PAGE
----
David & Barbara DRISCOLL, and Ruel & Patricia Galbreath, Plaintiffs-Appellants, v. Ross ADAMS, Defendant-Appellee.
Plaintiffs David and Barbara Driscoll and Ruel and Patricia Galbreath appeal the district court's award of summary judgment to defendant Ross Adams on their Clean Water Act claim, which arose out of Adams' discharge of allegedly polluted stormwater into a stream running from his property to ponds on their properties. Adams argues that the district court was correct in concluding that he is not subject to liability under the Clean Water Act because the Act imposed an impossible condition by requiring him to obtain a discharge permit that was unavailable in the state of Georgia. He also maintains that his discharge falls outside the scope of the Act because it was not a point source discharge of a pollutant into a navigable water as defined by the Act. We reject both of those arguments and reverse the district court's grant of summary judgment for Adams.
I. FACTS AND PROCEDURAL HISTORY
At all times relevant to this case, Adams owned 76 acres of land in the North Georgia mountains. David and Barbara Driscoll owned approximately five acres adjacent to Adams' property, and Ruel and Patricia Galbreath owned about two acres adjacent to the Driscolls' property. The Spiva Branch stream flows downhill from Adams' property through a pond on the Driscolls' property and then through another pond on the Galbreaths' property, before merging with the Nottely River, which flows across the Georgia-Tennessee border and unites with the Tennessee River. The Driscolls and Galbreaths claim in their complaint, and the magistrate judge found, that stormwater washed mud, silt, sand, and other materials from Adams' property into the Spiva Branch stream and thence into the plaintiffs' two ponds while Adams was harvesting timber and developing his property.
Adams harvested timber on his property from March 1995 to November 1995. During the harvest, he cut and graded roads, installed storm pipes, and cut and removed timber. Adams then proceeded to develop the property, putting gravel on the roads, building culverts and check dams to channel the stormwater runoff, and dividing the property into residential lots for vacation homes. The harvest and development caused erosion of mud, sand, and other materials on his property. Adams concedes that he did little to stabilize his property or prevent erosion until the spring of 1996, after the erosion had already caused a considerable amount of damage to the plaintiffs' properties. He says his delay in taking preventive measures was the result of inclement weather and winter cold.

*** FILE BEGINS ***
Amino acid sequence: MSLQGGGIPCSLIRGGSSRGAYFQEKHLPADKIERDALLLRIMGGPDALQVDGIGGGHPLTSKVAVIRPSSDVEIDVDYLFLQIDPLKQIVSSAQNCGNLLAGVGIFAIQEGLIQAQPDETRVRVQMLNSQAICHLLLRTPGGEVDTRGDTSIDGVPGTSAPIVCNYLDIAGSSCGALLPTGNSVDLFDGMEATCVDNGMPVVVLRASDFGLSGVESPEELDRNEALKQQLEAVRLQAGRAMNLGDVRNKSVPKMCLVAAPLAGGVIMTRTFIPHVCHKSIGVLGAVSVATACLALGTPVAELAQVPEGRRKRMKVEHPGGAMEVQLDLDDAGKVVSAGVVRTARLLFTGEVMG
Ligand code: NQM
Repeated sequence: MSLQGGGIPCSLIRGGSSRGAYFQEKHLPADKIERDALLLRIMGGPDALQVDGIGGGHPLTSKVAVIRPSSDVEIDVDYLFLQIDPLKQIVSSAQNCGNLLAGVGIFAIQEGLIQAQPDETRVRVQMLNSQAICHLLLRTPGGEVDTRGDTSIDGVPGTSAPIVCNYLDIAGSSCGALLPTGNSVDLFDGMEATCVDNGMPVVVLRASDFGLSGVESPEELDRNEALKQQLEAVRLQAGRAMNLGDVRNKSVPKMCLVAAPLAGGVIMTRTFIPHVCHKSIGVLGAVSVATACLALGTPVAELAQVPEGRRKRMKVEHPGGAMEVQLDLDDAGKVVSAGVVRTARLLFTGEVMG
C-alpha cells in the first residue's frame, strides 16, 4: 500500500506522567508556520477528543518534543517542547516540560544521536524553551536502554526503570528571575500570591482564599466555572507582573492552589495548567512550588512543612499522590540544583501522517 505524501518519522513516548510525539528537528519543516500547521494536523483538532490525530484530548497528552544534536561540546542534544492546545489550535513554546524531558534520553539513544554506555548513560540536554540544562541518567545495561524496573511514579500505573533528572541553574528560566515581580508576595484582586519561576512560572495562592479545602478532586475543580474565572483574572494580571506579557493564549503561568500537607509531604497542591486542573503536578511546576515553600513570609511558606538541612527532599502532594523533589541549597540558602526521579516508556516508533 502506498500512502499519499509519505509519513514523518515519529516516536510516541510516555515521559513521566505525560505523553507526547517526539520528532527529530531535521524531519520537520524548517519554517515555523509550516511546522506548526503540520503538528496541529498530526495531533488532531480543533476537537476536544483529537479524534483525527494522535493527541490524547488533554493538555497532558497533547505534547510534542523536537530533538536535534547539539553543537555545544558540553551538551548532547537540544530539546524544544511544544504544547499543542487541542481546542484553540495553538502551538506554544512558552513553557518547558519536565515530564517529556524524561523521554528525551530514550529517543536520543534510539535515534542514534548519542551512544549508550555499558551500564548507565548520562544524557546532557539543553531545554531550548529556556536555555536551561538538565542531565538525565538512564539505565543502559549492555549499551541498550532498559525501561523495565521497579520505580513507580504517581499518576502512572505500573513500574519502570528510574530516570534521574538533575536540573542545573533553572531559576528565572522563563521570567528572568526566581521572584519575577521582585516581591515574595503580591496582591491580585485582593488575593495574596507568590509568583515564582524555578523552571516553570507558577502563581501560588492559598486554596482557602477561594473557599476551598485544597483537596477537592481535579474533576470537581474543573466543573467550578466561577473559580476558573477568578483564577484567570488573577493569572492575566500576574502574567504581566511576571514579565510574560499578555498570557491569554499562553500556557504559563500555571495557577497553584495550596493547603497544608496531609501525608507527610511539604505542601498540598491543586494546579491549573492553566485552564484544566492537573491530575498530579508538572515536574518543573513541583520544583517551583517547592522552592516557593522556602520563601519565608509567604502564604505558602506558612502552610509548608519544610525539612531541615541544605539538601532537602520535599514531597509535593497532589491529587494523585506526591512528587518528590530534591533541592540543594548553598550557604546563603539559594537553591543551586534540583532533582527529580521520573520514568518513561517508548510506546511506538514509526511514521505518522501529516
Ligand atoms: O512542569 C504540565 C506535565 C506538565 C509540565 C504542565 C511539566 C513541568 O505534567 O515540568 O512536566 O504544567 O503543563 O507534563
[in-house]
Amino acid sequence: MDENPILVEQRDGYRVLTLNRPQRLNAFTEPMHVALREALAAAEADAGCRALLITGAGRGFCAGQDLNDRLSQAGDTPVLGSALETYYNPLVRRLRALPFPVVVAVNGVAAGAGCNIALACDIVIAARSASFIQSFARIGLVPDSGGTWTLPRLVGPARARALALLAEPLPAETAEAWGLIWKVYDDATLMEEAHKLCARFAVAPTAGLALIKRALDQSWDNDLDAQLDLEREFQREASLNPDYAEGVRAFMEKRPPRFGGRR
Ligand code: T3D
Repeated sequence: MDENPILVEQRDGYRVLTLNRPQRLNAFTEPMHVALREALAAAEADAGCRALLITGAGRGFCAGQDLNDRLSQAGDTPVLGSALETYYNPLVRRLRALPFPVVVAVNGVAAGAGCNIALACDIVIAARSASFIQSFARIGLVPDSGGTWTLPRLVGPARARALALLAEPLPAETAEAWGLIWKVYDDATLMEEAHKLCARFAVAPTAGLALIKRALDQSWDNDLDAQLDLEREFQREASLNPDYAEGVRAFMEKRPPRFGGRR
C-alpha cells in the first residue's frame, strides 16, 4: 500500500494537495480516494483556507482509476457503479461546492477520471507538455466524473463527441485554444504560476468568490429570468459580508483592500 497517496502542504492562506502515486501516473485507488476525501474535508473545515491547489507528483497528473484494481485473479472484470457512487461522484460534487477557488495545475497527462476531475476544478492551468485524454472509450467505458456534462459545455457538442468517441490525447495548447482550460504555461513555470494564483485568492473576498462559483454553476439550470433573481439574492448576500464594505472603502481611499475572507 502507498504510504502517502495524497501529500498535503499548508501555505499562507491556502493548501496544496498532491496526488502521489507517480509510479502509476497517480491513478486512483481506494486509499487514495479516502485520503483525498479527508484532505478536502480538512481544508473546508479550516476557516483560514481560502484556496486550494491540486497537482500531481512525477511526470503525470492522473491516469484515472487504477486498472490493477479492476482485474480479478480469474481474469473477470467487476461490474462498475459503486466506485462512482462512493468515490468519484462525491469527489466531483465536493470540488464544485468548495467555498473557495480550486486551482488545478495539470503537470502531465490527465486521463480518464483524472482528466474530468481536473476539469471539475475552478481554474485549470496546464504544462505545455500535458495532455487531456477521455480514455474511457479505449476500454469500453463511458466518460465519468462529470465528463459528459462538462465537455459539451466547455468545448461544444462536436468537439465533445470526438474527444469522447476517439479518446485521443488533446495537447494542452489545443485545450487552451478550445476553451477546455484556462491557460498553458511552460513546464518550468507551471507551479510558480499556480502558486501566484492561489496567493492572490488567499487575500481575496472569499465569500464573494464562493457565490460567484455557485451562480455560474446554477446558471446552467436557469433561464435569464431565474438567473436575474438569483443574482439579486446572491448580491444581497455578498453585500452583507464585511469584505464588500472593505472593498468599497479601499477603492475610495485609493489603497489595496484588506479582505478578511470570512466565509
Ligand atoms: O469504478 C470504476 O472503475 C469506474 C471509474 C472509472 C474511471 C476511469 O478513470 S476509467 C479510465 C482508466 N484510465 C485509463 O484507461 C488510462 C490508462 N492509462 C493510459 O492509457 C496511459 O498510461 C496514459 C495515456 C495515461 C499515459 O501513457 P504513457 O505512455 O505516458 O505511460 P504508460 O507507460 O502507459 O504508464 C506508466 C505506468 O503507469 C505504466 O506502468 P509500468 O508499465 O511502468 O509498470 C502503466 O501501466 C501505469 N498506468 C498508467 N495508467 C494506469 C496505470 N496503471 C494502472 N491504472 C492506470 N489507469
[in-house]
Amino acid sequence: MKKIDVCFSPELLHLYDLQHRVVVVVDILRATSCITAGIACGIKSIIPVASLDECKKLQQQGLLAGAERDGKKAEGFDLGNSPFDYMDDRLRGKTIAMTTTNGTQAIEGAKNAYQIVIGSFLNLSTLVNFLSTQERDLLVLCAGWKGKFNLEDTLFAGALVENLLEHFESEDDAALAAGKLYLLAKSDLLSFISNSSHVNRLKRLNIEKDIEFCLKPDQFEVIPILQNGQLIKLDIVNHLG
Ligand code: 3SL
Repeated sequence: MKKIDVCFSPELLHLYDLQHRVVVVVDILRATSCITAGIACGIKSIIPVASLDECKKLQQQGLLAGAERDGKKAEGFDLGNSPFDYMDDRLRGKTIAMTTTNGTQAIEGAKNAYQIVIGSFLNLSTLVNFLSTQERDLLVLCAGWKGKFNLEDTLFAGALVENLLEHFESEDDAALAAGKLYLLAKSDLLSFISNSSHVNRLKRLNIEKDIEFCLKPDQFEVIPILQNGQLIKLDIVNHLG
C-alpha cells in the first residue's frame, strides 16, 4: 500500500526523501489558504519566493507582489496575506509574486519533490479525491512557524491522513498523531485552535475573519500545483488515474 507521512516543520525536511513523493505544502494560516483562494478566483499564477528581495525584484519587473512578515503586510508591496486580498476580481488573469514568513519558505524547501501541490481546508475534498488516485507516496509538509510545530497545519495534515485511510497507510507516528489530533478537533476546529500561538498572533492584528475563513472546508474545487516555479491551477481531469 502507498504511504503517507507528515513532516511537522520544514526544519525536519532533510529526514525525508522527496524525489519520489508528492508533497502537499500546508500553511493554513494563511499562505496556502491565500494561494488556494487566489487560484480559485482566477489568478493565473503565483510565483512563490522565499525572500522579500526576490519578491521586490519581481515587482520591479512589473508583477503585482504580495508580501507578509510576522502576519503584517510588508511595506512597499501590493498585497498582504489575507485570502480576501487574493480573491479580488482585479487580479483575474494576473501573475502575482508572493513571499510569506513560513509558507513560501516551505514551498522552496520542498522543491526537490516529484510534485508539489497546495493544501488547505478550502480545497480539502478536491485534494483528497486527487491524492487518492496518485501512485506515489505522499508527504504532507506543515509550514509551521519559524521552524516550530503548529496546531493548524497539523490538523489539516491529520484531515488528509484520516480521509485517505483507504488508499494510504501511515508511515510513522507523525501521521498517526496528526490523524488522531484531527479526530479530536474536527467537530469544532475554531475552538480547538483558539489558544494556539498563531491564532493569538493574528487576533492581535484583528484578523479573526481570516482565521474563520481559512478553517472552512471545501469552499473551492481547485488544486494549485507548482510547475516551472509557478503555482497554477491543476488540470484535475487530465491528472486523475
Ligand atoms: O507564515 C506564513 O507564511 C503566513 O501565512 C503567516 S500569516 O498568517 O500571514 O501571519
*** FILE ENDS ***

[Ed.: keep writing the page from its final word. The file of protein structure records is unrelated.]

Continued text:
Adams failed to seek the proper approval from any federal, state, or local government agency before starting to work on his property. After all of the timber harvest and much of the development were already completed, he filed for the required state permit in September 1996. He did not obtain a county development permit until February 1997, two months after the filing of the complaint in this lawsuit. As for federal law requirements, Adams never obtained a National Pollutant Discharge Elimination System (“NPDES”) permit, which is required for lawful pollutant discharge under the Clean Water Act. The parties agree that an NPDES general stormwater permit was not available because of a legal challenge to the permit. The plaintiffs contend, however, that other NPDES permits were available, including an individual stormwater permit and both general and individual point source discharge permits.
The plaintiffs filed this lawsuit in December 1996 against Adams for violations of the Clean Water Act, 33 U.S.C. §§ 1251-1376 (1994), pursuant to its citizen suit provision, 33 U.S.C. § 1365. They also included in their complaint pendent state law claims for nuisance, trespass, and negligence, among other things. They filed a motion for summary judgment, and Adams filed a motion to dismiss, which the district court treated as a cross motion for summary judgment. The court denied the plaintiffs' motion and granted Adams', stating that the requirement of an “NPDES permit was an impossible condition ․ [and][t]here were no approved federal standards for how much sand, silt and mud could be in the released water.” After disposing of the federal law claim, the court declined to retain supplemental jurisdiction over the state law claims and dismissed them without reaching the merits. The plaintiffs appealed.
We review de novo the district court's award of summary judgment. See B.R.L. Equip. Rentals Ltd. v. Seabring Marine Indus., Inc., 168 F.3d 413, 415 (11th Cir.1999). We also review de novo the district court's conclusions of law. See Brooks v. Miller, 158 F.3d 1230, 1236 (11th Cir.1998).
Adams raises essentially two issues on appeal. First, he argues that the Clean Water Act's prohibition on pollutant discharge does not apply where the NPDES permit required to make the discharge lawful under the Act is not available. Second, he contends that his discharges in this case did not fall within the scope of prohibited pollutant discharges under the Act. We will address each contention in turn.